Yvonne Tahana, “Exhibition Reveals Early Maori Writing,” NZ Herald (29 Nov. 2010) [slightly ed.]
Researchers have unearthed some of the earliest examples of Maori writing and drawing ranging from simple alphabet practice to a flirtatious letter.
Education professors Alison Jones, from The University of Auckland and Kuni Jenkins from Te Whare Wananga o Awanuiarangi have been researching early engagement between Maori and Pakeha between 1793 and 1835.
Their samples focused on northern Maori because of the area’s first contact history and has turned up gems including an archival record of Ngapuhi chief Hongi Hika, famous for introducing musket warfare, practicing letters aboard a ship headed to Sydney in 1814.
In the top right hand corner someone has inked the words “written by Shunghee on board the Active.”
“That’s his only legacy,” Professor Jenkins said. “As soon as I realised who it was . . . I thought ‘oh my God.'”
The samples were good starting points for discussion about how Maori and Pakeha were sounding each other out and learning from each other during the period of massive change.
Hongi’s rendered name “Shunghee,” was a good case study of how the educationalists had learned more about the time from the simplest of documents, Professor Jenkins said.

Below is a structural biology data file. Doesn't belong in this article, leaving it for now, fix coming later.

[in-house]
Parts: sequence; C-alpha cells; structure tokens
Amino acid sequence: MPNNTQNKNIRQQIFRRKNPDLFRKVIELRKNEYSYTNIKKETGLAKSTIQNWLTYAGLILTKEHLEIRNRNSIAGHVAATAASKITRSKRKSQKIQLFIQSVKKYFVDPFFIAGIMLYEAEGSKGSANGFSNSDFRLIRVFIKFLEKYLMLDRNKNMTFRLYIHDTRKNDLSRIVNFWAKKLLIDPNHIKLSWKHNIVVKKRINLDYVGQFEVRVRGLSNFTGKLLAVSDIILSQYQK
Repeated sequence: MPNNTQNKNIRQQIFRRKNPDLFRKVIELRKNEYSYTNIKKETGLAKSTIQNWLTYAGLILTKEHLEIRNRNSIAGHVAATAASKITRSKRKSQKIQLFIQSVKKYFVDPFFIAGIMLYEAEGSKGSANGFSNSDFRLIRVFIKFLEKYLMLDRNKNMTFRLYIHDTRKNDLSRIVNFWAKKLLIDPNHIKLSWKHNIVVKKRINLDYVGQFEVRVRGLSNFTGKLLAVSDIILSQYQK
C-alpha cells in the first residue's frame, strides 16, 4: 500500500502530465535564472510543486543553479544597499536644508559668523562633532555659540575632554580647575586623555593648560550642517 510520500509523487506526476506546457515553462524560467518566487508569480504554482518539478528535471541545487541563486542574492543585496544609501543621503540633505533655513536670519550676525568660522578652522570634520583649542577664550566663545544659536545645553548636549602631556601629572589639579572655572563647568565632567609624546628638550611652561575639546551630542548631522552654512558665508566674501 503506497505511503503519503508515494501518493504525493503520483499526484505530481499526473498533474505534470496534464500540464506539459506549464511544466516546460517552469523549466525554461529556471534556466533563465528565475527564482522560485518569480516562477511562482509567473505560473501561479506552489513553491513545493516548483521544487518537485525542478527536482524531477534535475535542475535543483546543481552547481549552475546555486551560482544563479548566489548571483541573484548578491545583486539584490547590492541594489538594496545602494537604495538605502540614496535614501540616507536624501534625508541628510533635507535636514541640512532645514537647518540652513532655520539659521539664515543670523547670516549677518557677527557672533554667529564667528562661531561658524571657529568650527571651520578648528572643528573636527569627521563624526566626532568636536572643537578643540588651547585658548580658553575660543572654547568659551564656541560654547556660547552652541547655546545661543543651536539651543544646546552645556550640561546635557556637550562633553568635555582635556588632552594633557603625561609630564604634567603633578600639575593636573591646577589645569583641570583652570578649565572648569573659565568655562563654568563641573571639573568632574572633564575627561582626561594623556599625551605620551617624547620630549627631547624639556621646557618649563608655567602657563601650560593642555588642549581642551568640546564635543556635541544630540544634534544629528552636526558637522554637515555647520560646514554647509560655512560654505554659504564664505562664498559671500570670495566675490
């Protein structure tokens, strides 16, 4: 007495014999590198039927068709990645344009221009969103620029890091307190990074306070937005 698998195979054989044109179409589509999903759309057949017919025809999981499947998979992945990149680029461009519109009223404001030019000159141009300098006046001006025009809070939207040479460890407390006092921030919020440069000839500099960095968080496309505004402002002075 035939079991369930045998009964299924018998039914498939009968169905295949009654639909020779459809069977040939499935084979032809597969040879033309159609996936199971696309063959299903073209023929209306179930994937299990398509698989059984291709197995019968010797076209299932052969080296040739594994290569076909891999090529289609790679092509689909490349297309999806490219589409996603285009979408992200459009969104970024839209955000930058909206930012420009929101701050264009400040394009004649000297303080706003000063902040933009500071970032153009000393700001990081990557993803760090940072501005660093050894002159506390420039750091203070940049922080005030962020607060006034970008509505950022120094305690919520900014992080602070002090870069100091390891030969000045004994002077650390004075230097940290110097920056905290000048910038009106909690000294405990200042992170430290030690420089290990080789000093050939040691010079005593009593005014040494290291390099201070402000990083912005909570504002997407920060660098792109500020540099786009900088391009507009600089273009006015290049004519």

Both professors believe 200 years ago the “h” sound in the name was probably more of a breathed guttural sound, whereas today it’s a soft ‘h’.
The period is also seen through the eyes of Titeri and Tuai, believed to be in their late teens or early 20s, who travelled to Britain in 1818 most likely with the hope of persuading settlers to move to New Zealand.
The men write about the industrial revolution, seeing “iron running like water,” and going to the zoo. One sends a letter with a lock of hair to “my dear girl Mary Ann.” Titeri could not write, but dictated his letters, then copied them from a slate on to paper. “He says when he gets back to New Zealand he’ll send her a mat, it’s so sweet,” Professor Jones said.
Eastern Ngapuhi Maori have already seen some of the works. For Professor Jenkins watching the reaction of grassroots people was magic. One bought a magnifying glass on his third trip back to see the work.
The work is being exhibited at Auckland Central City Library from Mon. 6 Dec. to Fri. 10 Dec.
(The material was previously exhibited at the Whitiora marae on the Purerua Peninsula in the Bay of Islands.)